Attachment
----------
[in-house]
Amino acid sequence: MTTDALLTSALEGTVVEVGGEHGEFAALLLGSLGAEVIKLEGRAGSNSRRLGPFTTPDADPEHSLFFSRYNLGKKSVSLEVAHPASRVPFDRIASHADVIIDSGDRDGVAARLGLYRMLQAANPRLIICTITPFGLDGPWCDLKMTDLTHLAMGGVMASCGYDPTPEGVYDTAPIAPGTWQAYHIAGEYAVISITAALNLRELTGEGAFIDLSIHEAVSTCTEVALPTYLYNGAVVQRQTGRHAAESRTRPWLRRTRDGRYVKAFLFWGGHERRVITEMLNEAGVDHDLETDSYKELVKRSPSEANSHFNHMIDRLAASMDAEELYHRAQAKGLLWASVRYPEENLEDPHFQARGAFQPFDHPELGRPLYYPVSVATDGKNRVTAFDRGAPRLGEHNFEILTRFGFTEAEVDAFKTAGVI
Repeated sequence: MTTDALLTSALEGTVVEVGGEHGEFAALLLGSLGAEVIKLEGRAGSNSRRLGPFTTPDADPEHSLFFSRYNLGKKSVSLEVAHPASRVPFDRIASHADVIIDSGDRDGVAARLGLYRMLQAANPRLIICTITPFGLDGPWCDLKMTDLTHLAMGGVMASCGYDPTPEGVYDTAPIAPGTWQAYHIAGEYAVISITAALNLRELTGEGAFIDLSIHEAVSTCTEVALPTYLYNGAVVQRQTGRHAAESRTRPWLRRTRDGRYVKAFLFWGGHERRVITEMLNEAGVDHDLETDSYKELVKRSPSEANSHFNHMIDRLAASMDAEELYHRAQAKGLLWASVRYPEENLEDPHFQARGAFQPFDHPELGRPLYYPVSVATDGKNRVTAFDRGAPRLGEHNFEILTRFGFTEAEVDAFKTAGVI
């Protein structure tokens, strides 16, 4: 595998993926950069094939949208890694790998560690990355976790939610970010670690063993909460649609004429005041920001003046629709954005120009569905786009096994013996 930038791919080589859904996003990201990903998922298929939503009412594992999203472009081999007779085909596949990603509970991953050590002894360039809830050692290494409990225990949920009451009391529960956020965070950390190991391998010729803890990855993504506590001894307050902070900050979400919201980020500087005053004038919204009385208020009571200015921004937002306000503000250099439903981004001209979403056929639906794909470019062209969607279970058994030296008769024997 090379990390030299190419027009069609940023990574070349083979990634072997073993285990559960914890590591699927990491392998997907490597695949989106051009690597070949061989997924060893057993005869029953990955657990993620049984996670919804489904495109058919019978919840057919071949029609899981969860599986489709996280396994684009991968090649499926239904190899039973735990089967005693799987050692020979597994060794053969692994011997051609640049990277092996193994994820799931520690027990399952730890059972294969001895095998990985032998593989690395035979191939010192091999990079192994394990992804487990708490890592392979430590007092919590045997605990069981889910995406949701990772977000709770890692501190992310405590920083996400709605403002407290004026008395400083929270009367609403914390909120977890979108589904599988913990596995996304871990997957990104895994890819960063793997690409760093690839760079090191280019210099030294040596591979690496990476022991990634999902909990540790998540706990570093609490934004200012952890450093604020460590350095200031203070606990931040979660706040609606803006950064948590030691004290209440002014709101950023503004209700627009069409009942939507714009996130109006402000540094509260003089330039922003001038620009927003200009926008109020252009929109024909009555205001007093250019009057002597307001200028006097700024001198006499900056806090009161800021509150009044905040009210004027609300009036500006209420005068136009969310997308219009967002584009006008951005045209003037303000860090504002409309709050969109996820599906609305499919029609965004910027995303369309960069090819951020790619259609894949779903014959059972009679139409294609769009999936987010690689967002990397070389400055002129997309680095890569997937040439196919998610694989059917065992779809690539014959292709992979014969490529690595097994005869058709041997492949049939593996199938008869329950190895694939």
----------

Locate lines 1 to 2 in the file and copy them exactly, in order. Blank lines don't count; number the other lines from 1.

[in-house]
Amino acid sequence: MTTDALLTSALEGTVVEVGGEHGEFAALLLGSLGAEVIKLEGRAGSNSRRLGPFTTPDADPEHSLFFSRYNLGKKSVSLEVAHPASRVPFDRIASHADVIIDSGDRDGVAARLGLYRMLQAANPRLIICTITPFGLDGPWCDLKMTDLTHLAMGGVMASCGYDPTPEGVYDTAPIAPGTWQAYHIAGEYAVISITAALNLRELTGEGAFIDLSIHEAVSTCTEVALPTYLYNGAVVQRQTGRHAAESRTRPWLRRTRDGRYVKAFLFWGGHERRVITEMLNEAGVDHDLETDSYKELVKRSPSEANSHFNHMIDRLAASMDAEELYHRAQAKGLLWASVRYPEENLEDPHFQARGAFQPFDHPELGRPLYYPVSVATDGKNRVTAFDRGAPRLGEHNFEILTRFGFTEAEVDAFKTAGVI